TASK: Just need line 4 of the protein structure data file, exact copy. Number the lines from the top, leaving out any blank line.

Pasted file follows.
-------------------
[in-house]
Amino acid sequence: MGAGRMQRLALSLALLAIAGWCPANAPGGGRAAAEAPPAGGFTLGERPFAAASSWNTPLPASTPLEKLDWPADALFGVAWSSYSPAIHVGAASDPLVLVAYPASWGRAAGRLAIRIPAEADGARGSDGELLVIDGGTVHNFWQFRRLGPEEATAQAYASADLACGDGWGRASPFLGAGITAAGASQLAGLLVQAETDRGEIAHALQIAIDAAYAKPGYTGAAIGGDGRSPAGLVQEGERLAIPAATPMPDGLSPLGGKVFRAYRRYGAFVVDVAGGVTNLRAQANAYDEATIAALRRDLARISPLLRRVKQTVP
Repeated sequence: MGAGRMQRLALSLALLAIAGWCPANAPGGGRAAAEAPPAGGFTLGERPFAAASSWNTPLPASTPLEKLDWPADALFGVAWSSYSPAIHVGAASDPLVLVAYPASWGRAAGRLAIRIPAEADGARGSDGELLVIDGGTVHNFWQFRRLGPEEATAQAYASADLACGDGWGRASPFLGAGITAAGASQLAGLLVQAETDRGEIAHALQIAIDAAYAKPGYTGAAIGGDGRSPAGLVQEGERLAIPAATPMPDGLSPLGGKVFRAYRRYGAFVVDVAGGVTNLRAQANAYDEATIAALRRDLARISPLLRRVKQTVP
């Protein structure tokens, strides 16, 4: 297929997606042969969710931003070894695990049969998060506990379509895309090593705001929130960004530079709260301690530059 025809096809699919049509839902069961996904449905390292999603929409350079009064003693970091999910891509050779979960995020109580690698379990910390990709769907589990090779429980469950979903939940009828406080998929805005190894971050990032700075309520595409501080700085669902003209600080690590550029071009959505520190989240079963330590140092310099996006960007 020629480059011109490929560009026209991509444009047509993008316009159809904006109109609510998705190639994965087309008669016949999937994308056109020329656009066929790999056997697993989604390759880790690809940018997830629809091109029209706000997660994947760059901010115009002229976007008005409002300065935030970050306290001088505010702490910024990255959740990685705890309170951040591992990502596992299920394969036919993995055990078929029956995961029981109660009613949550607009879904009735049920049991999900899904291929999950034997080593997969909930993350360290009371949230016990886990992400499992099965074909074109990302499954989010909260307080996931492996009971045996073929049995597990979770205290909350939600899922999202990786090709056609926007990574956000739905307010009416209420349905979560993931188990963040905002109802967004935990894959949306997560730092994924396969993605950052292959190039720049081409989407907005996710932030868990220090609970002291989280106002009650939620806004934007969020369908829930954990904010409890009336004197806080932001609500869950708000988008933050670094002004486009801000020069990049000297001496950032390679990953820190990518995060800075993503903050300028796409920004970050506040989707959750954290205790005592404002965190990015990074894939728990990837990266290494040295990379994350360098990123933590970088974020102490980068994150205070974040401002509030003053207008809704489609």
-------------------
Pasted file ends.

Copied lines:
């Protein structure tokens, strides 16, 4: 297929997606042969969710931003070894695990049969998060506990379509895309090593705001929130960004530079709260301690530059 025809096809699919049509839902069961996904449905390292999603929409350079009064003693970091999910891509050779979960995020109580690698379990910390990709769907589990090779429980469950979903939940009828406080998929805005190894971050990032700075309520595409501080700085669902003209600080690590550029071009959505520190989240079963330590140092310099996006960007 020629480059011109490929560009026209991509444009047509993008316009159809904006109109609510998705190639994965087309008669016949999937994308056109020329656009066929790999056997697993989604390759880790690809940018997830629809091109029209706000997660994947760059901010115009002229976007008005409002300065935030970050306290001088505010702490910024990255959740990685705890309170951040591992990502596992299920394969036919993995055990078929029956995961029981109660009613949550607009879904009735049920049991999900899904291929999950034997080593997969909930993350360290009371949230016990886990992400499992099965074909074109990302499954989010909260307080996931492996009971045996073929049995597990979770205290909350939600899922999202990786090709056609926007990574956000739905307010009416209420349905979560993931188990963040905002109802967004935990894959949306997560730092994924396969993605950052292959190039720049081409989407907005996710932030868990220090609970002291989280106002009650939620806004934007969020369908829930954990904010409890009336004197806080932001609500869950708000988008933050670094002004486009801000020069990049000297001496950032390679990953820190990518995060800075993503903050300028796409920004970050506040989707959750954290205790005592404002965190990015990074894939728990990837990266290494040295990379994350360098990123933590970088974020102490980068994150205070974040401002509030003053207008809704489609």